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Packard Award Given to Gabriel Robins in the School of Engineering and Applied Science

From Opportunities
May 31, 1996

G abriel Robins, Associate Professor of Computer Science, barely squeaked by with a $500,000 Packard foundation award. The catch is that these are only given to young investigators within three years of receiving their doctoral degrees, and Robins received his Ph.D. from "Good Quotes by Famous People" list on his personal Web page the self-deprecation words of Thomas Jefferson: "I find that the harder I work, the more luck I seem to have."

Robins' hard work focuses on making computer chips ever smaller, increasing their operating speed, and reducing their manufacturing costs. This quest fulfills a maxim known as Moore's Law, after Intel's founder Gordon Moore, which states that the speed of microprocessors doubles every eighteen months. This kind of amazing exponential improvement is unique to the of Computer Science. "Just to put it in perspective" says Robins, "if automobiles had advanced at the same rate computers have over the last thirty years, cars would now travel supersonically, yielding over a million miles per gallon of fuel, and would cost less than ten dollars!"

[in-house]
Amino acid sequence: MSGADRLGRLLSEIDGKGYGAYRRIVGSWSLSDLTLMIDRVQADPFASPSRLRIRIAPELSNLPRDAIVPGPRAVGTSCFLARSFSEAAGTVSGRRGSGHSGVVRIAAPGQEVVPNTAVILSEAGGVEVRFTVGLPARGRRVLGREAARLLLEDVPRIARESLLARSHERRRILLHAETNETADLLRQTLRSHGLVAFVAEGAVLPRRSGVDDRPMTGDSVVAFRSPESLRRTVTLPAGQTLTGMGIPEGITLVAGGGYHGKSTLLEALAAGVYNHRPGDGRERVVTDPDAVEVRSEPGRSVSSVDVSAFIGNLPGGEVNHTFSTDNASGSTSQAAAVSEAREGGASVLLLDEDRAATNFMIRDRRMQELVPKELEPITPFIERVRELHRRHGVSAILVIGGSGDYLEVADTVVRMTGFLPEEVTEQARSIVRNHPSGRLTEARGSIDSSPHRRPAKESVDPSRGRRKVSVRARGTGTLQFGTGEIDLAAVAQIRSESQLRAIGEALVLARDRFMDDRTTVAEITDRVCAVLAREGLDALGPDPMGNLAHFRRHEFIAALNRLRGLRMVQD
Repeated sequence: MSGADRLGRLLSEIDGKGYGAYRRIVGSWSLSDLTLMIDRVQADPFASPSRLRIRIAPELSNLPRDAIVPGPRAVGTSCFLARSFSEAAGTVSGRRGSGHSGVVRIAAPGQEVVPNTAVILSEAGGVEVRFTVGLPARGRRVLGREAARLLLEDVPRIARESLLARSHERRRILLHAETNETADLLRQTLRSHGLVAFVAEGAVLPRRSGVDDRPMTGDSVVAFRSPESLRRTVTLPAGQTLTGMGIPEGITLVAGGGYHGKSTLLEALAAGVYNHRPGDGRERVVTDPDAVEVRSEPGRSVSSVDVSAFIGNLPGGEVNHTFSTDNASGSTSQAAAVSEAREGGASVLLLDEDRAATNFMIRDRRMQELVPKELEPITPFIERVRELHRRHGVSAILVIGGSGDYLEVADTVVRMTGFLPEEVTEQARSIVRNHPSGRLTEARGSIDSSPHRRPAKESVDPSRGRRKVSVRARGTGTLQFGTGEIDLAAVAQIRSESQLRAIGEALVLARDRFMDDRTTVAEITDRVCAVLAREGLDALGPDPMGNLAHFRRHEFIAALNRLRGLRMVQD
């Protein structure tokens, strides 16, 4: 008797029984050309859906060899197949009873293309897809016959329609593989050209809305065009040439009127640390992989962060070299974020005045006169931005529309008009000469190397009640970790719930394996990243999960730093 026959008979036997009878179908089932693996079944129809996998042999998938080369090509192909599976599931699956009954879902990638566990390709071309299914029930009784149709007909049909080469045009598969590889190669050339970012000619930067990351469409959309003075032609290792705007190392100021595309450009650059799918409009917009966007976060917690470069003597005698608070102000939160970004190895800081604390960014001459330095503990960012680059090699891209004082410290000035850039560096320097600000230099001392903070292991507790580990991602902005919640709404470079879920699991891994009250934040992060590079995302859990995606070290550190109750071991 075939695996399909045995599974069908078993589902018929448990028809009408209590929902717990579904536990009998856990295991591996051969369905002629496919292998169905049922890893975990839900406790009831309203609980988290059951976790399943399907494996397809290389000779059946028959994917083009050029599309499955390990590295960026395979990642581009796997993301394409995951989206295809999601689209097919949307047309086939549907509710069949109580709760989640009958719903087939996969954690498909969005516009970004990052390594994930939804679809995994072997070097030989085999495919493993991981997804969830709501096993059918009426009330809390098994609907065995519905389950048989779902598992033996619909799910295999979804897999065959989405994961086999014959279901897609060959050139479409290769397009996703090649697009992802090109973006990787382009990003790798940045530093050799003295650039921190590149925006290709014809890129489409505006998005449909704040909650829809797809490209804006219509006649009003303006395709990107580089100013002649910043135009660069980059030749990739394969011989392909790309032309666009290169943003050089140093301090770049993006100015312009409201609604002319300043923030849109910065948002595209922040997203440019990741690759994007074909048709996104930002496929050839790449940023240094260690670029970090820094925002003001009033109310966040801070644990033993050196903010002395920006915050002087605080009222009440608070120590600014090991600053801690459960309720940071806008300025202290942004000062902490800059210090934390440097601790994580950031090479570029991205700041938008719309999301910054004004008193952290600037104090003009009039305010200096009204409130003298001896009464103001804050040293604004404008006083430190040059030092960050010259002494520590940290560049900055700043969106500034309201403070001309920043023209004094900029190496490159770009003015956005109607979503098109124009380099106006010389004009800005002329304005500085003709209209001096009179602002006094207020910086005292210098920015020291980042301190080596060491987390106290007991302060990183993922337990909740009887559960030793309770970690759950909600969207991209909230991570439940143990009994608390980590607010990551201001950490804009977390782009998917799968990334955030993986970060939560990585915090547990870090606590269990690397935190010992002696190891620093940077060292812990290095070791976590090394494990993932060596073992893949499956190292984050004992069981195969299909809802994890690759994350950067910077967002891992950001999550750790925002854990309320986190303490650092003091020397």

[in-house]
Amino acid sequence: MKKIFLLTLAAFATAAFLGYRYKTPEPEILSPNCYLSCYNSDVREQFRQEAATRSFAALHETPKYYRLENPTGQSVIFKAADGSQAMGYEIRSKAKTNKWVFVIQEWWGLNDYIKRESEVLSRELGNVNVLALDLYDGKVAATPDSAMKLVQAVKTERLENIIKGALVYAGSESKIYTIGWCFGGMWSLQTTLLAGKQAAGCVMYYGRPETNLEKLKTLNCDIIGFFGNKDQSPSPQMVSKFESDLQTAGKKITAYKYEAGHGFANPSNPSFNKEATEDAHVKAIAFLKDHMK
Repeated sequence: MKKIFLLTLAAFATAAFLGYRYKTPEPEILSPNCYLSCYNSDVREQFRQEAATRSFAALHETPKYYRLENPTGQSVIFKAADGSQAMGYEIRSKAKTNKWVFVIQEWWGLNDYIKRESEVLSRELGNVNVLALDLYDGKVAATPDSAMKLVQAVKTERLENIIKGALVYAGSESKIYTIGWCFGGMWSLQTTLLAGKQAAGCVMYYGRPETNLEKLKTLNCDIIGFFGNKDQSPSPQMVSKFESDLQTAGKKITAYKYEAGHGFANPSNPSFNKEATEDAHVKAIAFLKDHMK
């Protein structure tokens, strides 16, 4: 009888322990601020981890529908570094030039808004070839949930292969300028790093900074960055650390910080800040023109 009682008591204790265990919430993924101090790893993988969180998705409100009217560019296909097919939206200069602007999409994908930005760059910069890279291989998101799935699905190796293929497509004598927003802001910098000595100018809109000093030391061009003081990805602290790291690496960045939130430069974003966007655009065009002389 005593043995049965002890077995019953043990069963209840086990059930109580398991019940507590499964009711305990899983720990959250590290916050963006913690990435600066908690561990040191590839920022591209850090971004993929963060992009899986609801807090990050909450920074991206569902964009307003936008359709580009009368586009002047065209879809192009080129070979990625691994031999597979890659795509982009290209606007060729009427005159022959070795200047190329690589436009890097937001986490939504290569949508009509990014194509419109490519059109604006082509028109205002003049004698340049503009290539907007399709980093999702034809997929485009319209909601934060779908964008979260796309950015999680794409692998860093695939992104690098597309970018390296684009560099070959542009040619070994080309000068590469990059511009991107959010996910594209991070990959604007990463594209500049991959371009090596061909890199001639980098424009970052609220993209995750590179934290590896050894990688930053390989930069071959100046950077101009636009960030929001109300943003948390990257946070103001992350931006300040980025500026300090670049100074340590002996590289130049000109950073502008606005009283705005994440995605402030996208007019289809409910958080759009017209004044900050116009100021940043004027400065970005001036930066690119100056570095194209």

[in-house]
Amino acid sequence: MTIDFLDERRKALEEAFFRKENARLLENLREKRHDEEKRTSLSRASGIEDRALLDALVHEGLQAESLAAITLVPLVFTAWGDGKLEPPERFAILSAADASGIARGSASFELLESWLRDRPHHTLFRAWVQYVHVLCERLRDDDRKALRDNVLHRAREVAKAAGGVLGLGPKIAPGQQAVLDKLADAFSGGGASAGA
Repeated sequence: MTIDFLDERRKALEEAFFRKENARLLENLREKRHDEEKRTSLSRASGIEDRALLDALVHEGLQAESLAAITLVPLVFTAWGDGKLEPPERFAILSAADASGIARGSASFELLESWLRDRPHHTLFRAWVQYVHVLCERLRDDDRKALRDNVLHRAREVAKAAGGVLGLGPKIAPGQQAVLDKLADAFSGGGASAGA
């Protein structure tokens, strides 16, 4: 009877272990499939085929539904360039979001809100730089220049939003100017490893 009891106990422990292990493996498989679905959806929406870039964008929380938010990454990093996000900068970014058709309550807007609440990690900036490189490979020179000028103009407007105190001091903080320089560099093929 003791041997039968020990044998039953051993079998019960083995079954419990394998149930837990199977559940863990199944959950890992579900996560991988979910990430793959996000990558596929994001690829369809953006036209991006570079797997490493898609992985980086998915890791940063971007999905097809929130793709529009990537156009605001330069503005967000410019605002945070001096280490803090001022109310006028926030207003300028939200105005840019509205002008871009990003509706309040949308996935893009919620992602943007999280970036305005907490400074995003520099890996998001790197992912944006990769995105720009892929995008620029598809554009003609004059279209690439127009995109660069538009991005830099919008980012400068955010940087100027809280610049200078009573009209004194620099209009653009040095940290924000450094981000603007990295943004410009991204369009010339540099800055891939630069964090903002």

The Packard Fellowship, which was one of the last given in the lifetime of David Packard, the co-founder of Hewlett-Packard, will enable Gabe Robins to take a long term view of his research work. It will allow him to spend the next five years working on fundamental problems in very large integrated (VLSI) circuits, which are now used in most devices and appliances, from watches and calculators to microwave ovens and cars.

The World Wide Web is another one of Robins' enthusiasms. Two years ago he started employing students in the School of Engineering to develop pages for many of the School's offices and departments, using attractive graphic design to inform and educate visitors--primarily prospective graduate students and people from industry looking for technological partnerships with the University. This gave the School of Engineering and Applied Science its head start on the Web, which now doubles in size every 75 days as universities, businesses and individuals scramble to establish a Web presence. The Web has developed into an enormous reference work of information and graphic material accessible to anyone with a computer, a link to the Internet, and a browser program. It is estimated that there are currently over thirty million regular Web users in North America alone.


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